Abstract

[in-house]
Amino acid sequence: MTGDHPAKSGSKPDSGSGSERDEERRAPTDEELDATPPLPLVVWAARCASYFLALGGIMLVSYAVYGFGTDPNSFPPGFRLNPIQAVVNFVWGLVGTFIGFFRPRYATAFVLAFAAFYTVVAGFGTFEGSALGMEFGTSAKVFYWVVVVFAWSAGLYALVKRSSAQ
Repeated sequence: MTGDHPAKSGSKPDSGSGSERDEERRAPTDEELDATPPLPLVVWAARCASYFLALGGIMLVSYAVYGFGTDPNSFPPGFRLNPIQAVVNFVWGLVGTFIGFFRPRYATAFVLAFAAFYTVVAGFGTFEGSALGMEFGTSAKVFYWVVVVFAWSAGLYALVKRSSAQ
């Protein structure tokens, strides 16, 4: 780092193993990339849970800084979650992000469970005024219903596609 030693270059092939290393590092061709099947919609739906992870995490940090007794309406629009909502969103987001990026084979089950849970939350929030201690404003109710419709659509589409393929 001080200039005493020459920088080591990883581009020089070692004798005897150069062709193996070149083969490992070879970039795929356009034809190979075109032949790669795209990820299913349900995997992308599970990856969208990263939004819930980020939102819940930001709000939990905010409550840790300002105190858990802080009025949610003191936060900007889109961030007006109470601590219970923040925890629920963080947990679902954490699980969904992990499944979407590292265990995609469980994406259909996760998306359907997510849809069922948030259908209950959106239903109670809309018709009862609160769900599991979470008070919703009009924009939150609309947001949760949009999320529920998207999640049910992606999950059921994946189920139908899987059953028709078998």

Survivors of violent displacements can usually benefit creatively from a variety of forms of assistance—the granting of citizenship rights, housing aid, provision of land, working capital and jobs. In dealing with emotional and cognitive disruption, they will help each other by sympathy, empathy, and reciprocal support. They may well prefer to marry others like themselves and thus create communities of trust, shared values, and mutual aid which would rejoice social capital theorists. But how they manage their pasts depends not only on their own personal social constructions, but is greatly influenced both by the political attentions they receive in their new situations, and the recognition—or lack of it—accorded by those associated, directly or distantly, with their original losses.

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